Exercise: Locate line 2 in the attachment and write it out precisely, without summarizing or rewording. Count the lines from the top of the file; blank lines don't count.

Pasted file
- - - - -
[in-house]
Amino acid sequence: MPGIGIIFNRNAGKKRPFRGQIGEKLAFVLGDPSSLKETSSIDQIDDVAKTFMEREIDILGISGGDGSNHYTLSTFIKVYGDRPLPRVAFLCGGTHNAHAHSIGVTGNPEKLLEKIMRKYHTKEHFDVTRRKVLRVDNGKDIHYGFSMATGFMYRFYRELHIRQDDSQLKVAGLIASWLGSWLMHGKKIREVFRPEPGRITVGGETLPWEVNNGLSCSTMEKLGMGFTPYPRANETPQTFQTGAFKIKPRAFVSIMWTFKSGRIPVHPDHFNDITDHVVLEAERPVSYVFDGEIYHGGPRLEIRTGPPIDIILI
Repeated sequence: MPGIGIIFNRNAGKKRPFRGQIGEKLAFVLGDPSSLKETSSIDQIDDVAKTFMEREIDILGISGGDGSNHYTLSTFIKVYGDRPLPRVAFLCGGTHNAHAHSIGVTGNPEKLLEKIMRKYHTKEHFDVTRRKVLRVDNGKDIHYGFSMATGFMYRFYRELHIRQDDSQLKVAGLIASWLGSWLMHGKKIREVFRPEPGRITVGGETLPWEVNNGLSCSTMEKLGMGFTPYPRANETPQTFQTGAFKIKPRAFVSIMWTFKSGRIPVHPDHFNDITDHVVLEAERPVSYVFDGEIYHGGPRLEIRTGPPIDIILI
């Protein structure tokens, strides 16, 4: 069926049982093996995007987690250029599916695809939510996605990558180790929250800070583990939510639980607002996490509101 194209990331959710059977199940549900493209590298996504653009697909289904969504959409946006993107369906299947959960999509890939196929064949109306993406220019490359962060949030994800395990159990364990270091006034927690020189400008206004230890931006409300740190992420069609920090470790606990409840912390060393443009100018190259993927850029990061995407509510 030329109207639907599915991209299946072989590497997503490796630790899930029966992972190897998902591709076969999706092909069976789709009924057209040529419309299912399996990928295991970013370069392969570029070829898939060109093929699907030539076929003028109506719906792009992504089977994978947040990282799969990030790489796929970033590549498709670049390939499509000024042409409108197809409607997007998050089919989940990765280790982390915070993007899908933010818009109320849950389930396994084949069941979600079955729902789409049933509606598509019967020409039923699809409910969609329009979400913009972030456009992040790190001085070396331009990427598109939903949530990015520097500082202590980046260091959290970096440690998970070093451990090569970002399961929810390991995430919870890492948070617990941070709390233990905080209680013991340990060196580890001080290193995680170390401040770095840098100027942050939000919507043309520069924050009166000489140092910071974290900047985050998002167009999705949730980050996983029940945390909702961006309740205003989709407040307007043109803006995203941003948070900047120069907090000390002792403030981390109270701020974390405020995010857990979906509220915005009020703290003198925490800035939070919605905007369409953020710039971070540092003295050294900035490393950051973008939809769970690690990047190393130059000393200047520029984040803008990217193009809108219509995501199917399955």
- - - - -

Amino acid sequence: MPGIGIIFNRNAGKKRPFRGQIGEKLAFVLGDPSSLKETSSIDQIDDVAKTFMEREIDILGISGGDGSNHYTLSTFIKVYGDRPLPRVAFLCGGTHNAHAHSIGVTGNPEKLLEKIMRKYHTKEHFDVTRRKVLRVDNGKDIHYGFSMATGFMYRFYRELHIRQDDSQLKVAGLIASWLGSWLMHGKKIREVFRPEPGRITVGGETLPWEVNNGLSCSTMEKLGMGFTPYPRANETPQTFQTGAFKIKPRAFVSIMWTFKSGRIPVHPDHFNDITDHVVLEAERPVSYVFDGEIYHGGPRLEIRTGPPIDIILI